New problems surface in L.A. Unified's iPad program

Hacking by students and missing iPads are only part of the problem. Did anyone ask if the teaching software is any good?

Don't worry, L.A. Unified officials keep telling us. The $1-billion program to give iPads to more than 600,000 K-12 students is going to work out fine.

Maybe. But so far, nobody at district headquarters gets any gold stars for the rollout.

Last week, students at Roosevelt High were almost instantly able to breach the wall intended to keep them from using the iPads as toys rather than tools. They simply deleted the personal profiles on their tablets and presto! A free pass to YouTube and Facebook.

As my colleague Howard Blume reported, the district initially said 185 students had broken through the wall, but soon the number was adjusted up to 260. Then an additional 80 students at two other high schools made monkeys of the L.A. Unified geniuses who approved the setup.

As one Roosevelt student explained, they had to do something. The problem with the iPads, as issued?

"You can't do nothing with them. You just carry them around."

Where do I begin?

Is that a case of lousy students, bad teaching, uninspired software or a failure to fully appreciate the challenge of convincing students the tablets are for education rather than recreation?

The Roosevelt story was followed by another Blume report that 71 iPads were "missing" from an early implementation program last year.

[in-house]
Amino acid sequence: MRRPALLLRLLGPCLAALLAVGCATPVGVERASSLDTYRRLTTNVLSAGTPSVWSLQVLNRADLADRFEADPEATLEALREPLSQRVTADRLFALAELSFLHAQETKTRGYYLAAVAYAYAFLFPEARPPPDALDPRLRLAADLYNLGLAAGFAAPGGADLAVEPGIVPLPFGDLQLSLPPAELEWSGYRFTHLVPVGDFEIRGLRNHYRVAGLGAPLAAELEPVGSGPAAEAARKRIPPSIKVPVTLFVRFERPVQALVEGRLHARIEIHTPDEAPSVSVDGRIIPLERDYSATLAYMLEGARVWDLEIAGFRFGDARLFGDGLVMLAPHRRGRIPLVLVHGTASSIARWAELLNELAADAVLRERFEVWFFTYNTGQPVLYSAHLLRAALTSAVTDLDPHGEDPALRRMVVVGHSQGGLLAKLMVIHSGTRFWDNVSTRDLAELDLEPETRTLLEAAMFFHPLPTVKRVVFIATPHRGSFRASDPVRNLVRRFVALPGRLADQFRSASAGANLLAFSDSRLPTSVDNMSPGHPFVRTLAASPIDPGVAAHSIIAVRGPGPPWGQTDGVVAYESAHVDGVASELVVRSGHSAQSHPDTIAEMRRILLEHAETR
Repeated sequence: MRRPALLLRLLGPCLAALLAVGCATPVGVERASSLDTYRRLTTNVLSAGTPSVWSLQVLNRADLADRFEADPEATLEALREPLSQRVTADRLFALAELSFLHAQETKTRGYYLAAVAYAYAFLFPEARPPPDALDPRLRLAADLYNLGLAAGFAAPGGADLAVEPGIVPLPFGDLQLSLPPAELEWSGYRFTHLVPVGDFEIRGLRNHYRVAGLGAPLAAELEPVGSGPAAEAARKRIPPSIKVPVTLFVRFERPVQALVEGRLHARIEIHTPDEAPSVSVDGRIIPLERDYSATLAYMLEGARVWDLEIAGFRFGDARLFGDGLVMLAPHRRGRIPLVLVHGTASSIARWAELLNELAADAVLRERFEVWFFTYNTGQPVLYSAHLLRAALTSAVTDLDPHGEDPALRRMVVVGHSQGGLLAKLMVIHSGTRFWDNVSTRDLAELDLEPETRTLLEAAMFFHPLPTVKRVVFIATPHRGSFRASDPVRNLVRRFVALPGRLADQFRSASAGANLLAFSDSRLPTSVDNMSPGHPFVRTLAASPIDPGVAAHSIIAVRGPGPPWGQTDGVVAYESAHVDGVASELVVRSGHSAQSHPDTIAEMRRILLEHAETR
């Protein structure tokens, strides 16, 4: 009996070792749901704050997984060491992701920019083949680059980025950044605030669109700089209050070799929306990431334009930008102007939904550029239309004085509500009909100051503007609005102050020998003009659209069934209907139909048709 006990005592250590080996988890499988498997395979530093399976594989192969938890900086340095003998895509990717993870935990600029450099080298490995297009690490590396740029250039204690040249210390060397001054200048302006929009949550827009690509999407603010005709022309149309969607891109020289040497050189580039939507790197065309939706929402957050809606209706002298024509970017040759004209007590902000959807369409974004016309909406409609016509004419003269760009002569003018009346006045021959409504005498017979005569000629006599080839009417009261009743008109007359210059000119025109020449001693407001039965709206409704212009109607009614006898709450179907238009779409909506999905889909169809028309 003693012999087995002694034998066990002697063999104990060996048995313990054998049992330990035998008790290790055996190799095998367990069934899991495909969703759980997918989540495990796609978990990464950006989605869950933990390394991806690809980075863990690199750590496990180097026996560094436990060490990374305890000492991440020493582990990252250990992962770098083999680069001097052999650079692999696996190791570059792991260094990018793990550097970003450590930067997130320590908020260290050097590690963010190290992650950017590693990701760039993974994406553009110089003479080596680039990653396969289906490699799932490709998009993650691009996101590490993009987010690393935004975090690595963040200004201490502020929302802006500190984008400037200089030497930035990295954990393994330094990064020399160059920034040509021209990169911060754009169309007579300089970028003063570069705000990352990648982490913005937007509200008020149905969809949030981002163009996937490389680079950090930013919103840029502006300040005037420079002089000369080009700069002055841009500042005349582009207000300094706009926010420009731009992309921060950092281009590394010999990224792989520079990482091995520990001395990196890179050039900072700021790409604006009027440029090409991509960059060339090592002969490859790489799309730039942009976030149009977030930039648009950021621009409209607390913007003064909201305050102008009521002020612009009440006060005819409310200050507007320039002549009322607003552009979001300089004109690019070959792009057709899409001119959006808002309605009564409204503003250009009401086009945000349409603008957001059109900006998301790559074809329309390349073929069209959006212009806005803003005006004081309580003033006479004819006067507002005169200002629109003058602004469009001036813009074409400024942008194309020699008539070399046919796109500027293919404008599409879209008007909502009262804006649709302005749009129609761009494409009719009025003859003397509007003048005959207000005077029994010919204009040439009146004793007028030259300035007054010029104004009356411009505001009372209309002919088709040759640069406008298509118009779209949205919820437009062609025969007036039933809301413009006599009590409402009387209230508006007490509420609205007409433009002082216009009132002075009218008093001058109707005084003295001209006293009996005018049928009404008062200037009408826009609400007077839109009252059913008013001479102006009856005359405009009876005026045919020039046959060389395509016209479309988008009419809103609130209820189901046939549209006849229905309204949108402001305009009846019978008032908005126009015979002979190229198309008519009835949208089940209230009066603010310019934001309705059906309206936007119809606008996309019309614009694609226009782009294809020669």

Let's just call them goodbiPads.

And speaking of what happens when the tablets leave campus, Board of Education member Monica Ratliff called it "extremely disconcerting that the parent and student responsibility issue has not been hammered out" when it comes to damaged or lost iPads, which cost almost $700 apiece. (Keyboards, an apparent afterthought, will cost the district an additional $38 million).

L.A. Unified Supt. John Deasy has a lot to answer for. But these little snafus may be distracting everyone from bigger concerns about Deasy's determination to move faster than any other large district in getting every student wired.

One question is whether the educational software is any good, or whether everyone was so focused on the hardware that they forgot to scrutinize the separately purchased content?

Steve Zimmer, a board member, said he isn't ready to judge the software, but he agreed that he and other district officials may have had their eye on the wrong ball in making a huge financial commitment without more discussion.

There was "a lot of talk about the machine and…very little talk about software," said Zimmer, who was motivated in part by his conviction that tablets can serve as an equalizer in a district with so many disadvantaged students. He said he put faith in Deasy and the procurement process because "frankly we are not equipped as board members to micromanage."

I'd have to disagree with him there.

We're talking about a superintendent who's in a race to spend $1 billion, counting bringing Wi-Fi to classrooms. And let's not forget that Deasy was featured as a pitchman in a commercial for iPads, and Deputy Supt. Jaime Aquino (who just resigned in a snit over the tech implementation) once worked for the parent company of Pearson, the firm hired to provide curriculum for the iPads.

So, yeah, do some micromanaging. Hold people accountable. Ask questions.

As in, what was so compelling about the Pearson proposal that L.A. Unified bought a product sight unseen?

Did the district do a thorough job of evaluating other software options, and is it too late to change course before committing millions on the next phase of the rollout?

 

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